CBCP head elected to synod’s communication body
Bishop Pablo Virgilio David, CBCP president, at the Synod of Bishops in Rome. SCREENSHOT/VATICAN NEWS
By Felipe Salvosa
October 12, 2023
Delegates to the ongoing Synod of Bishops at the Vatican have elected the head of the Catholic Bishops’ Conference of the Philippines (CBCP) to a commission in charge of the assembly’s communications.
Bishop Pablo Virgilio David of Kalookan, CBCP president, will represent Asia in the Commission for Information of the 16th Ordinary General Assembly of the Synod of Bishops convoked by Pope Francis to carve out a path for a “synodal” or more consultative or listening Church.
Including David, assembly delegates voted for seven representatives of geographic regions out of 17 commission members. The body is led by Dr. Paolo Ruffini, the lay head of the Vatican’s communication dicastery.
The other geographic representatives are Cardinal Víctor Manuel Fernández, the Argentine prefect of the Vatican’s Dicastery for the Doctrine of the Faith (Latin America); Cardinal Joseph William Tobin, C.S.R., the archbishop of Newark in the United States (North America); Archbishop Andrew Nkea Fuanya, head of the bishops’ conference of Cameroon (Africa); Bishop Anthony Randazzo of Broken Bay in Australia, head of the federation of bishops of Oceania; Jesuit Fr. Antonio Spadaro, former editor of La Civilta Cattolica who is now the undersecretary for the Dicastery for Culture and Education (Europe); and Lebanese scholar Fr. Khalil Alwan (Eastern Catholic Churches).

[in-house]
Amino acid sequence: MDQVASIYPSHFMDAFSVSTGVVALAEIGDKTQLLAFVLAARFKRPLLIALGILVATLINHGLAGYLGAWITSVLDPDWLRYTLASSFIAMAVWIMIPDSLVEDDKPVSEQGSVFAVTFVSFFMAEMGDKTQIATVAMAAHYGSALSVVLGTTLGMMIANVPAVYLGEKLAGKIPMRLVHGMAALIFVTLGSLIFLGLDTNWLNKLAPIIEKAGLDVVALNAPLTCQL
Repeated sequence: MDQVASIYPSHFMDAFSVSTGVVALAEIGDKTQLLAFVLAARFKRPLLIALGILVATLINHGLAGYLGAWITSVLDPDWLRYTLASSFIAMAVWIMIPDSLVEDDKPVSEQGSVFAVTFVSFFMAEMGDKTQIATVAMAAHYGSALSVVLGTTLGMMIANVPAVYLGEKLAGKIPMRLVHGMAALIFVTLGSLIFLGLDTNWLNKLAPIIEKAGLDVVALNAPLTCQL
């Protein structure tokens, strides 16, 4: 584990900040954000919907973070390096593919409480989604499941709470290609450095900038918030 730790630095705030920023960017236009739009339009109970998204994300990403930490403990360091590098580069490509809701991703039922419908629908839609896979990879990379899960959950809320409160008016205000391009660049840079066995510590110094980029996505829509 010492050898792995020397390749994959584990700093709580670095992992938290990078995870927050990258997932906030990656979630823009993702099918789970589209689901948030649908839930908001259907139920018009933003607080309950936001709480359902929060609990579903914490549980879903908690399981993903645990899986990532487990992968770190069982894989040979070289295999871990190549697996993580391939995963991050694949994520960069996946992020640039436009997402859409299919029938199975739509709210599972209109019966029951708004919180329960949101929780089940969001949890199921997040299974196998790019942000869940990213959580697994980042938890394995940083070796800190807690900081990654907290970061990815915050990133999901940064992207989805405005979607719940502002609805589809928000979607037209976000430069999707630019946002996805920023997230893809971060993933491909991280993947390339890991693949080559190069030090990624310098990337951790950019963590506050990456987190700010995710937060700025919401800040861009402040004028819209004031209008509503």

Assisting Ruffini in the commission is Dr. Sheila Leocádia Pires of Mozambique. Both were appointed by the pope.
The commission has eight ex-officio members from the synod’s general secretariat, namely Jesuit Cardinal Jean-Claude Hollerich of Luxembourg, general rapporteur of the synod; Cardinal Mario Grech of Malta, secretary general; undersecretaries Bishop Luis Marín De San Martín, O.S.A. and Sr. Nathalie Becquart, X.M.C.J.; special secretaries Fr. Giacomo Costa S.J. and Fr. Riccardo Battocchio; Dr. Matteo Bruni, director of the Holy See Press Office; and Dr. Thierry Bonaventura, communication manager.
The 2023 synod opened on Oct. 4 and will end on Oct. 29 with a closing Mass at St. Peter’s Basilica.
It has 464 participants, of which 81 are women. In a historic first, 54 of the 365 voting participants are women.
The synod functions as an advisory body to the pope and has been underway since 2021 with consultations held at various levels – parish, diocesan, national, and continental.
It is expected to produce a final document after a second general assembly in October 2024 at the Vatican.
The document may serve as the basis for an apostolic exhortation that, in turn, becomes part of papal teaching or magisterium.
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